9. 9. Policies & Plan Botswana Ecotourism Certification System, Ecotour Standards & Accommodation Standards, (BECS) 2008 The BECS encourage and support responsible environmental, social and cultural behaviour by tourism businesses and ensure that investors provide a quality eco- friendly product to consumers. The BECS comprises a set of performance standards, designed to meet/exceed basic environmentally responsible standards or legislation. The Botswana National Ecotourism Strategy (NES) of 2002 NES is to create an environment in which all elements of tourism development planning and management facilitate, promote and reward adherence to the key guiding ‘principles’ of ecotourism by all of those involved in the tourism industry. These include the following:  Minimizing negative social, cultural and environmental impacts.  Maximizing the involvement in, and the equitable distribution of economic benefits to, host communities and citizen entrepreneurs. The Wildlife Conservation Policy of 1986 (under review) Policy governs the sustainable utilisation of wildlife resources Policy provides for the establishment and management of national parks and game reserves, wildlife management areas, controlled hunting areas and other matters connected therewith. Tourism Policy Year: 1990 (under review) Policy designed to ensure that tourism activities are carried out on an ecologically sustainable basis. Policy advocates a “high cost - low volume” tourism approach
  10. 10. Institutional Framework Institution Roles and Functions Department of Tourism (DoT) Ministry of Environment, Wildlife and Tourism (MEWT)  Regulates tourism enterprises;  Sets out procedures with respect to applications for tourism licensing;  Undertakes inspections; Department of Environmental Affairs (DEA)  Competent authority for the implementation of the EIA  Responsible for overall coordination of environmental activities in Botswana; Department of Wildlife and National Parks (DWNP)  Statutory responsibility for management of National Parks and Game Reserves and Sanctuaries  Enforces all legislation relating to wildlife resources;  Responsible to raise public awareness and appreciation of Botswana’s wildlife resources;  Responsible for issuing guides and hunters licenses capturing and culling, as well as fish and other wildlife farming permits.  Support for communities under the CBNRM policy Department of Forestry and Range Resources (DFRR)  Statutory responsibility over the utilisation of range resources including forest reserves management and implementation of the Forest Act and Policy;  Support to communities under the CBNRM policy;  Prevention and control of wild fires Department of Waste Management and Pollution Control (DWMPC)  Providing policy direction in all matters pertaining to sanitation, waste management and pollution control;  Monitoring the collection, disposal and treatment of controlled wastes  Monitoring the level of pollutants in the environment.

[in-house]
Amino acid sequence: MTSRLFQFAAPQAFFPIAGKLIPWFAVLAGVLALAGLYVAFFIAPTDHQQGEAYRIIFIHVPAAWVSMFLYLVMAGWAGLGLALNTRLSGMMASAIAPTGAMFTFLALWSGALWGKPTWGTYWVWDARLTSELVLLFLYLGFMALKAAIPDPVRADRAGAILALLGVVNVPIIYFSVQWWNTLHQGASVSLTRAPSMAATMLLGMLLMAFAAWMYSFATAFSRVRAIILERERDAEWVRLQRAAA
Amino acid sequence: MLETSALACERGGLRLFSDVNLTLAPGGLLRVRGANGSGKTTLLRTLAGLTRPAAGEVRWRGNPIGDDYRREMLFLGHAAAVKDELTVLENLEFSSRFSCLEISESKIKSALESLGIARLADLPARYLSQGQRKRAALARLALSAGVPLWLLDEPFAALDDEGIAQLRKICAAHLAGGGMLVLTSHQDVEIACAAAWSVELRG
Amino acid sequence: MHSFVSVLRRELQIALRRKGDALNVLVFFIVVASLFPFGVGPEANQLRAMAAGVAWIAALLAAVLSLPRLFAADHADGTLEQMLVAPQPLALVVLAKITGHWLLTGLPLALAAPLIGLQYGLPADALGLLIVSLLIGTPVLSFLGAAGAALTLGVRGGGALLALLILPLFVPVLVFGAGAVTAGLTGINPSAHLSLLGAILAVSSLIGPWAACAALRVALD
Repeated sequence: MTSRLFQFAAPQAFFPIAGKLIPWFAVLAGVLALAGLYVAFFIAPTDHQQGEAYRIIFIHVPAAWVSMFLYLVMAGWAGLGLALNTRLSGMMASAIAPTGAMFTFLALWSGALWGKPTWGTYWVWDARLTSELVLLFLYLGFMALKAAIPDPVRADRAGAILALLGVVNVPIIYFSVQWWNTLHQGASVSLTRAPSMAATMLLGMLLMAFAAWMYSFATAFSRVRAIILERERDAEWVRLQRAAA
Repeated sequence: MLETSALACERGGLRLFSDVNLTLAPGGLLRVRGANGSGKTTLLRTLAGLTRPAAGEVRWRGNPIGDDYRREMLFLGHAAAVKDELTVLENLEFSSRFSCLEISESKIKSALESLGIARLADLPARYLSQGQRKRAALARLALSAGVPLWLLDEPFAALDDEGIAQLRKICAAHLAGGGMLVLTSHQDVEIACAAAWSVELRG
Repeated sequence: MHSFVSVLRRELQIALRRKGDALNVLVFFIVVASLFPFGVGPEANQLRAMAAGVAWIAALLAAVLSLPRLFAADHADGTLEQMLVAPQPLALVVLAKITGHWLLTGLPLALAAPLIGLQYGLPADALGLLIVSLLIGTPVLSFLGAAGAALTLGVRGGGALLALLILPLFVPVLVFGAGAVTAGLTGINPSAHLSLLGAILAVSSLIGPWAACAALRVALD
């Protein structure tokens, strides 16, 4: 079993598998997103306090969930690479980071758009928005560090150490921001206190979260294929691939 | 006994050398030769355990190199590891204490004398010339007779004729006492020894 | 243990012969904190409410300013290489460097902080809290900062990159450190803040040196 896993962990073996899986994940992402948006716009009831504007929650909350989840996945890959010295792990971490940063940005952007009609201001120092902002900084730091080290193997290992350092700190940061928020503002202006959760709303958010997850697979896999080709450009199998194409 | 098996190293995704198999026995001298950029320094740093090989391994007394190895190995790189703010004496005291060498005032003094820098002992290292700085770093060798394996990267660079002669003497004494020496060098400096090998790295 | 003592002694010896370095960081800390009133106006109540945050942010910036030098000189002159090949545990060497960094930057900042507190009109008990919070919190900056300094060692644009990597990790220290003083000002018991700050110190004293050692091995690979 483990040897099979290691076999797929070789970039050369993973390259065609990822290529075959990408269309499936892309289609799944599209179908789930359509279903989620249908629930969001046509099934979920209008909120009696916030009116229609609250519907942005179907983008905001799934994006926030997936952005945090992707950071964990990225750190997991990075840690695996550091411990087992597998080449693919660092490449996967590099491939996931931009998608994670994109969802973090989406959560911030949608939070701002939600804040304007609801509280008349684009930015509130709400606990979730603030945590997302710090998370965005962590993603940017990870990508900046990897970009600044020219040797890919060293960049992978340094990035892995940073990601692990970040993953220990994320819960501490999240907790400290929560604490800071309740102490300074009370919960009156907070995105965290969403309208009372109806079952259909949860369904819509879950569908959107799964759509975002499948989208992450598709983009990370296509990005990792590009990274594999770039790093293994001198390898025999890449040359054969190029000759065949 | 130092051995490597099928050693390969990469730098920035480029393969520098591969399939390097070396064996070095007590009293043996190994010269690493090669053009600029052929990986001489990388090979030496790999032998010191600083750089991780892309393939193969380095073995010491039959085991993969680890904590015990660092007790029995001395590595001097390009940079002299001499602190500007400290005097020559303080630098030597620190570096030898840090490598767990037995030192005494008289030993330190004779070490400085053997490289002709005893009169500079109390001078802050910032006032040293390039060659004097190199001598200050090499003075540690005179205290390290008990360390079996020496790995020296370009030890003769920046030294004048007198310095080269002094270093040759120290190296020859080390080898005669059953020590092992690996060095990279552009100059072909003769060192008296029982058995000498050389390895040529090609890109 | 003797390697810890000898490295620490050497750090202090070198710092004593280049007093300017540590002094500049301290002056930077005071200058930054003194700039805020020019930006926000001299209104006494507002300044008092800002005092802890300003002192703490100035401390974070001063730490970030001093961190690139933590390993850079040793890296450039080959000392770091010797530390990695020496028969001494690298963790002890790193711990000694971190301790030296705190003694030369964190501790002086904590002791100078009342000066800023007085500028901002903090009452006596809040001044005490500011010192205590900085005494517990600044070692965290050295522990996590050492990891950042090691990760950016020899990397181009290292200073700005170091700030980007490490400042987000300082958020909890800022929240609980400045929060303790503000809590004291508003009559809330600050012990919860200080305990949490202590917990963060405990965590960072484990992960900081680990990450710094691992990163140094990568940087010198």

11. 11. Lessons Learnt & Best Practices International Protocols & Recognition  In 1997 the Okavango Delta was declared a Wetland of International Importance – a Ramsar site (hence referred to as the Okavango Delta Ramsar Site - ODRS.  ODRS covers 55,374 square kilometres and is one of the largest Ramsar sites in the world.  In 2014, Okavango Delta became the 1000th UNESCO World Heritage Site  Okavango Delta Management Plan in 2009 adopted to manage land use practices in the wetland
  12. 12. Lessons & Best Practice Institutional & Legal Framework • Establish Government Ministry & Government departments that ensure management of wetlands • Rectify and adopt international protocols that ensure management of biodiversity and wetlands. • Adopt policies and strategies that ensure the sustainable use of natural resources in wetlands. • Ensure local communities and stakeholders benefit from tourism development in wetlands to get conservation buy-in